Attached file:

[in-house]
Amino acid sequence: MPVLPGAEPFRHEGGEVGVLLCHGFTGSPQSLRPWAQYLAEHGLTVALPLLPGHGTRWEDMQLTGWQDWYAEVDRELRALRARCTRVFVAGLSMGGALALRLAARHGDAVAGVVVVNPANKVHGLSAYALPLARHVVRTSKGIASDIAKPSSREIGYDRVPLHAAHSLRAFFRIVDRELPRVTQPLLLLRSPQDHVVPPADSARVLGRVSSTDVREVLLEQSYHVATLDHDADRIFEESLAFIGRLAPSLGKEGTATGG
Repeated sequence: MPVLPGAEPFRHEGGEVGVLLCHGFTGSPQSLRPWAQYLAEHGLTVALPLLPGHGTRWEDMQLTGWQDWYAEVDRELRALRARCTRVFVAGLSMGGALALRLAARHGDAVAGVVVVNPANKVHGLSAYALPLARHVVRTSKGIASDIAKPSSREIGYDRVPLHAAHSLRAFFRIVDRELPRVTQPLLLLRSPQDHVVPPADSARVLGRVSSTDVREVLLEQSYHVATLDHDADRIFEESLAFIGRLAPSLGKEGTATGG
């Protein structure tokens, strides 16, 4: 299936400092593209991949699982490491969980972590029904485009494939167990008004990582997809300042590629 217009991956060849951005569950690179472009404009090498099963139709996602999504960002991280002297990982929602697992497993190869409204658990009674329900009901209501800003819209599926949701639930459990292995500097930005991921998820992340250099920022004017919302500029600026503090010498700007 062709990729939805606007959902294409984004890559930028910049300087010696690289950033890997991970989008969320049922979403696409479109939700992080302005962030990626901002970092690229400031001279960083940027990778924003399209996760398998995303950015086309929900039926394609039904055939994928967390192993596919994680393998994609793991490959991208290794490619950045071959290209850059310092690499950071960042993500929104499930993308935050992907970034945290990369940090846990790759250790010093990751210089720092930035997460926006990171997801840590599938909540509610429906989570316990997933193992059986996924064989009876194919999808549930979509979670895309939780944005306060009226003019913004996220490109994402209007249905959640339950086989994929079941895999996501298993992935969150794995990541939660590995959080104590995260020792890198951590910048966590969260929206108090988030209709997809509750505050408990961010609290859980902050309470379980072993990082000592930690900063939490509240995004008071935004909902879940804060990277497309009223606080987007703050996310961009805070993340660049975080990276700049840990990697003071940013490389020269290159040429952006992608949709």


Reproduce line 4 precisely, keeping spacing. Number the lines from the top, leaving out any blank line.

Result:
């Protein structure tokens, strides 16, 4: 299936400092593209991949699982490491969980972590029904485009494939167990008004990582997809300042590629 217009991956060849951005569950690179472009404009090498099963139709996602999504960002991280002297990982929602697992497993190869409204658990009674329900009901209501800003819209599926949701639930459990292995500097930005991921998820992340250099920022004017919302500029600026503090010498700007 062709990729939805606007959902294409984004890559930028910049300087010696690289950033890997991970989008969320049922979403696409479109939700992080302005962030990626901002970092690229400031001279960083940027990778924003399209996760398998995303950015086309929900039926394609039904055939994928967390192993596919994680393998994609793991490959991208290794490619950045071959290209850059310092690499950071960042993500929104499930993308935050992907970034945290990369940090846990790759250790010093990751210089720092930035997460926006990171997801840590599938909540509610429906989570316990997933193992059986996924064989009876194919999808549930979509979670895309939780944005306060009226003019913004996220490109994402209007249905959640339950086989994929079941895999996501298993992935969150794995990541939660590995959080104590995260020792890198951590910048966590969260929206108090988030209709997809509750505050408990961010609290859980902050309470379980072993990082000592930690900063939490509240995004008071935004909902879940804060990277497309009223606080987007703050996310961009805070993340660049975080990276700049840990990697003071940013490389020269290159040429952006992608949709």